• Ohio Forest Tax Law (OFTL): Available through the Ohio Department of Natural Resources, Ohio woodland owners can receive up to a 50% reduction of property taxes on qualifying forested acreage. In exchange for the tax reduction, landowners agree to manage their forest land for the commercial production of timber and other forest products and to abide by pertinent rules and regulations. 

With financial and technical assistance through NRCS and ODNR, Winters was able to target his management goals, which included increasing white oak regeneration and building wildlife habitat for hunting and recreation. 

“Since we started implementing some of the practices in our forest management plan — we’re going on 10 or 11 years now — you can definitely see the benefits,” he said. “After we had children, investing in our woods seemed like a good idea — it’s something that we can pass on to them eventually and enjoy together now as a family to come hike, have a place to hunt, ride four wheelers, to camp.”

One of the conservation practices that NRCS provided funding for to Winters put in place was crop tree release, a practice that singles out desired trees or “crop trees,” such as white oak, and prevents resource competition by reducing or eliminating some of the less desirable species surrounding the crop tree. This thinning method improves the health, vigor, and growth rate of the selected crop trees. 

Winters chose to focus on white oaks, and in some instances, girdled the competing species, another conservation enhancement that NRCS provides funding for. Tree girdling removes the bark and cambium from around the entire circumference of the tree trunk.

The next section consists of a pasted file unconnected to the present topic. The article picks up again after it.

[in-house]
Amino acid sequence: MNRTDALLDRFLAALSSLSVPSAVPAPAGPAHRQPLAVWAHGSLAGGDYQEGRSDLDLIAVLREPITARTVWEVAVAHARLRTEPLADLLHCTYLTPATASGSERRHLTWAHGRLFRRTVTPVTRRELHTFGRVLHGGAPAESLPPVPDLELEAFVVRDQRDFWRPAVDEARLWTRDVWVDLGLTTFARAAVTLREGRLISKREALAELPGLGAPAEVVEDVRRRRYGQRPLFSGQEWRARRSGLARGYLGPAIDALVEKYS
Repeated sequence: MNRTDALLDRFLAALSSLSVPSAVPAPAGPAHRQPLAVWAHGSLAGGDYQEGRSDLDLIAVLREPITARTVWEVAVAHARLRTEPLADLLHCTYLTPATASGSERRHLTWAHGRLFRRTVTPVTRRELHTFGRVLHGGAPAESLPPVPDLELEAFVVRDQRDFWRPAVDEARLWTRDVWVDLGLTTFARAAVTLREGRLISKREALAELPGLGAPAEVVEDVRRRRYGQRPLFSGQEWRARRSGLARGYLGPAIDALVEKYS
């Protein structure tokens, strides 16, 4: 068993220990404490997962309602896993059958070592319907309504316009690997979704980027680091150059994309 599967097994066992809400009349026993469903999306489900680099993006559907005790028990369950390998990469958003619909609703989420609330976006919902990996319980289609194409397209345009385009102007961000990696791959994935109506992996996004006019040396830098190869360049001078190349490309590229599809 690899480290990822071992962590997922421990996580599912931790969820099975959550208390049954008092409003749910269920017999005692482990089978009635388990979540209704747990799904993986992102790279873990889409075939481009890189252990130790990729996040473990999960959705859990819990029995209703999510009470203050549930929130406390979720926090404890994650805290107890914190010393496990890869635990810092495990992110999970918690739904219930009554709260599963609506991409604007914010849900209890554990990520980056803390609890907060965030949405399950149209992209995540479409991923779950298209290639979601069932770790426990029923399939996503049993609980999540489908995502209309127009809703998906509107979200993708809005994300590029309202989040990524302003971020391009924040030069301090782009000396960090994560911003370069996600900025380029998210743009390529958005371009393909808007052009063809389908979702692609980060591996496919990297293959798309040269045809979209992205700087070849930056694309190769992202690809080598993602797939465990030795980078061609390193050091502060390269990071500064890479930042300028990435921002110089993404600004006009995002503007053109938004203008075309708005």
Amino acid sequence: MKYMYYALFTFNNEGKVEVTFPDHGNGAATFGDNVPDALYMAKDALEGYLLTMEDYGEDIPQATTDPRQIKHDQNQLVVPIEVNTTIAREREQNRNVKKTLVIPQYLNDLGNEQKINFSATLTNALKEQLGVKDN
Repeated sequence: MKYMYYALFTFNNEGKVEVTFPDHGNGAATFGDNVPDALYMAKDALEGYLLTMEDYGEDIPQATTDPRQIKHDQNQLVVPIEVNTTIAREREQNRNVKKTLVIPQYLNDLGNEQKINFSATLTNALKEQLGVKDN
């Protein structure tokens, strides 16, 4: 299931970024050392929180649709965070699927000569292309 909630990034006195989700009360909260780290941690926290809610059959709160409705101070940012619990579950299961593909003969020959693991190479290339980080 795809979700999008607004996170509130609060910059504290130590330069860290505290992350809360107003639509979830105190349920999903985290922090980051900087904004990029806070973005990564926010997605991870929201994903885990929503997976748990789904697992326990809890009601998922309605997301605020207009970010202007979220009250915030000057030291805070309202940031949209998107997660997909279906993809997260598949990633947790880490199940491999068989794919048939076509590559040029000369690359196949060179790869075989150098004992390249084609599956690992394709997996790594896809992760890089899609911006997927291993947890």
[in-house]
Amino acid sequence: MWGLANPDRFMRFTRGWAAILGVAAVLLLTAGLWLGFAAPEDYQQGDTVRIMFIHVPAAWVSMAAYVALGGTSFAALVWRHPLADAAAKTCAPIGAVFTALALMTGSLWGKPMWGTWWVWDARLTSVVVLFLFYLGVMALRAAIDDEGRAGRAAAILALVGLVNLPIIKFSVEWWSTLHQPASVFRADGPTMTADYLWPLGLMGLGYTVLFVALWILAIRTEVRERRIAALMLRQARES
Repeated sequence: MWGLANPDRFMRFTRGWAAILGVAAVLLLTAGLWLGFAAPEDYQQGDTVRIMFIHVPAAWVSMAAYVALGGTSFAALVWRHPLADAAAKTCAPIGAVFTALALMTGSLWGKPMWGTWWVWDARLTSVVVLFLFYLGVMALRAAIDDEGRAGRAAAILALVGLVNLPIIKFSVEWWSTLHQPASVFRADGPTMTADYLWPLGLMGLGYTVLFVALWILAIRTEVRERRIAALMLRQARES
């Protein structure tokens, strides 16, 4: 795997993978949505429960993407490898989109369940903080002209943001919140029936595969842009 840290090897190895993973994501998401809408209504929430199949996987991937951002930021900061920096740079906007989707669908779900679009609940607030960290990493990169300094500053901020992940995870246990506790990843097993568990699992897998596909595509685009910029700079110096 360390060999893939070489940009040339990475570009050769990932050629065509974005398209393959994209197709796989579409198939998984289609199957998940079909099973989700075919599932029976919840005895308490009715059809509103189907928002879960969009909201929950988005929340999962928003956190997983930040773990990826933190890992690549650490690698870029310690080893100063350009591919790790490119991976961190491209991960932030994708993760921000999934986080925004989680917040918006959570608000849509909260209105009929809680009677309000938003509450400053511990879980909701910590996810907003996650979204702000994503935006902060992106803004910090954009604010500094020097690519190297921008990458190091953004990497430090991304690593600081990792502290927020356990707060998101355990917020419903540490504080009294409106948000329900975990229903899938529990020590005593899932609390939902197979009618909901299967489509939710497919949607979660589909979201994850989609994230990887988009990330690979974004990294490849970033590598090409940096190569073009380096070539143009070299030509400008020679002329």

“Girdling kills the tree standing and turns it into a snag, which has a lot of benefits for wildlife,” Bushong said. “The hollow cavities in the tree can provide birds and mammals with shelter, foraging opportunities and more.” 

Winters is happy with the results, which are not only improving the overall stand health for potential timber harvests down the road but offering immediate wildlife habitat benefits. 

“I’ve seen more wildlife in the area, particularly deer and turkey that are attracted to the white oak acorns,” he said. “I love hunting in our woods with my boys, like my father did with me. I value those times with them, making memories that I hope they will always carry with them.” 

Winters also hopes to pass on his love of nature and, eventually, the woods that he owns to his children.

“The NRCS, Soil and Water Conservation Districts, and Ohio foresters have really educated me. And the financial incentives from NRCS Environmental Quality Incentives Program and Conservation Stewardship Program have helped me complete some of these management practices faster than I would have been able to on my own,” he said. “These resources really allow you to build your own family legacy.”

Proper forestry management is an essential part of establishing and maintain healthy woodlands. By implementing a few conservation practices, woodland owners can help ensure the survival of the white oak for the future and gain many other benefits. Be sure to check out the free resources that Ohio woodland owners can take advantage of. 

“Seek out advice from multiple natural resource professionals, whether it’s a forester, wildlife biologist, or the district conservationist,” Bushong said. “Use all of that advice to your advantage. We’re all here trying to help you manage the land for your specific goals.”

Those interested in learning about resources available to Ohio forest owners for managing woodland health or about managing for white oaks specifically, reach out to a local Ohio USDA service center or ODNR’s Division of Forestry for more information. For more about the work on the Winters property visit:

Girdling trees has allowed for more white oak growth on the property.